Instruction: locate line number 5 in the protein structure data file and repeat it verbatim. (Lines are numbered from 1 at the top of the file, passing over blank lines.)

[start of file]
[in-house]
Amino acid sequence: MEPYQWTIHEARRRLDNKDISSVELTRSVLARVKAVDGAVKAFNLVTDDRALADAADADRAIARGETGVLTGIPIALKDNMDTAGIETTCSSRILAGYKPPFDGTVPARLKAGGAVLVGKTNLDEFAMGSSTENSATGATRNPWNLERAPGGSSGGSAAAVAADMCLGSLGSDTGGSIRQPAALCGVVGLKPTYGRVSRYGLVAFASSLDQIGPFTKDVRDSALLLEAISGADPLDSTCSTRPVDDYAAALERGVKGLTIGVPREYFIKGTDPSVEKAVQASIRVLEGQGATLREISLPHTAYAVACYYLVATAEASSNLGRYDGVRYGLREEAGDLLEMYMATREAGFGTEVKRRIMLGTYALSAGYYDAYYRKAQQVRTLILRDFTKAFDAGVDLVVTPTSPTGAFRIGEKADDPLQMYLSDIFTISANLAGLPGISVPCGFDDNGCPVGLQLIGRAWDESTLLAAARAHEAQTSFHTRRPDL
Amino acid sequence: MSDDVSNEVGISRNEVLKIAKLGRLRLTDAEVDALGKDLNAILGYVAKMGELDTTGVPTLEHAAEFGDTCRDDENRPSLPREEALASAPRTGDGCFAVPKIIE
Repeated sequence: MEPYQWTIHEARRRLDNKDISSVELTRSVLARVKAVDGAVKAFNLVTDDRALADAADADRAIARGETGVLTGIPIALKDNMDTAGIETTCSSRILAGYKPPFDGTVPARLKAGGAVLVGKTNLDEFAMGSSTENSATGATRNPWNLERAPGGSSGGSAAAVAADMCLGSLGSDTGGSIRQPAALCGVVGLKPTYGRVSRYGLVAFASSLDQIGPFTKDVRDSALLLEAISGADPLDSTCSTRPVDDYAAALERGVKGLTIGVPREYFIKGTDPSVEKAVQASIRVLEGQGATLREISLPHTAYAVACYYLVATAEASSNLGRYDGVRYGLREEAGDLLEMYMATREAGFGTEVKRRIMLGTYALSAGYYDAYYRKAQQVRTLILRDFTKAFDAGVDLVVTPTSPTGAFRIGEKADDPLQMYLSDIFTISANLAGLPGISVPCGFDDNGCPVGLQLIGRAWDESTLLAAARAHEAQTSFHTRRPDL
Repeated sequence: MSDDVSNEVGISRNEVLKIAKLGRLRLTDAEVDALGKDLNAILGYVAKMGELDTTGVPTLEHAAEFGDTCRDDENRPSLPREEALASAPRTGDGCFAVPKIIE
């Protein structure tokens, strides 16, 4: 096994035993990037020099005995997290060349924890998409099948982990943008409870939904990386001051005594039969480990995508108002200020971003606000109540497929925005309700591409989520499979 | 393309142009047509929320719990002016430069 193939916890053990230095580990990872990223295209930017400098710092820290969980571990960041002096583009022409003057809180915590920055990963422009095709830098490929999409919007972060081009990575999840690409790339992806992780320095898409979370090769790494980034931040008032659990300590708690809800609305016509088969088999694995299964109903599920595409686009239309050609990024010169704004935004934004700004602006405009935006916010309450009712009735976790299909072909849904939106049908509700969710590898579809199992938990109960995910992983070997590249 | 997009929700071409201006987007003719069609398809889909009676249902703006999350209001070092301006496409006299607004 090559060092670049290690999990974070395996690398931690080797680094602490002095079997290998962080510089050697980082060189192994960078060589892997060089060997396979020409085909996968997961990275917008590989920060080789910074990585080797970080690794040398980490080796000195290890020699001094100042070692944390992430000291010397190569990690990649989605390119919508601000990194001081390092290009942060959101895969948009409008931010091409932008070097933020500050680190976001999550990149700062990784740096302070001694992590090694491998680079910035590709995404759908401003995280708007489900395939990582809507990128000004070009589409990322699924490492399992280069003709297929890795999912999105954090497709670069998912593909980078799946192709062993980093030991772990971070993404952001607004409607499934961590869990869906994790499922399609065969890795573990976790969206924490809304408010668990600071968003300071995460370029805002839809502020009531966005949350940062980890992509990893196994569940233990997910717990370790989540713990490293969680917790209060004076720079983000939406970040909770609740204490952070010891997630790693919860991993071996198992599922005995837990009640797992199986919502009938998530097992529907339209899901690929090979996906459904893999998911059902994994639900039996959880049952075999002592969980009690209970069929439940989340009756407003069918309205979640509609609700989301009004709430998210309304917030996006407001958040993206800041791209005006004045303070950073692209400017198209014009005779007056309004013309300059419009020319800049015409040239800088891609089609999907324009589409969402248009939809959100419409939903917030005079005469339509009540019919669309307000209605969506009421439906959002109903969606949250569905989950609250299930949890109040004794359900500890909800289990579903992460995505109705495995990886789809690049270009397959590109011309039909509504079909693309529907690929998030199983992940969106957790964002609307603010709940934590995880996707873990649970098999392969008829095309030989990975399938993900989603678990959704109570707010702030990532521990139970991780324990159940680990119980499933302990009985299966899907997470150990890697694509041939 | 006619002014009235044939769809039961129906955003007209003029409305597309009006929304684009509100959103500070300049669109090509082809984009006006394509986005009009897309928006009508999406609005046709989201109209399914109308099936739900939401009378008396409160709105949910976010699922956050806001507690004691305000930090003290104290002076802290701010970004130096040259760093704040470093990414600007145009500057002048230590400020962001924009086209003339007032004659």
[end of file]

Repeated sequence: MSDDVSNEVGISRNEVLKIAKLGRLRLTDAEVDALGKDLNAILGYVAKMGELDTTGVPTLEHAAEFGDTCRDDENRPSLPREEALASAPRTGDGCFAVPKIIE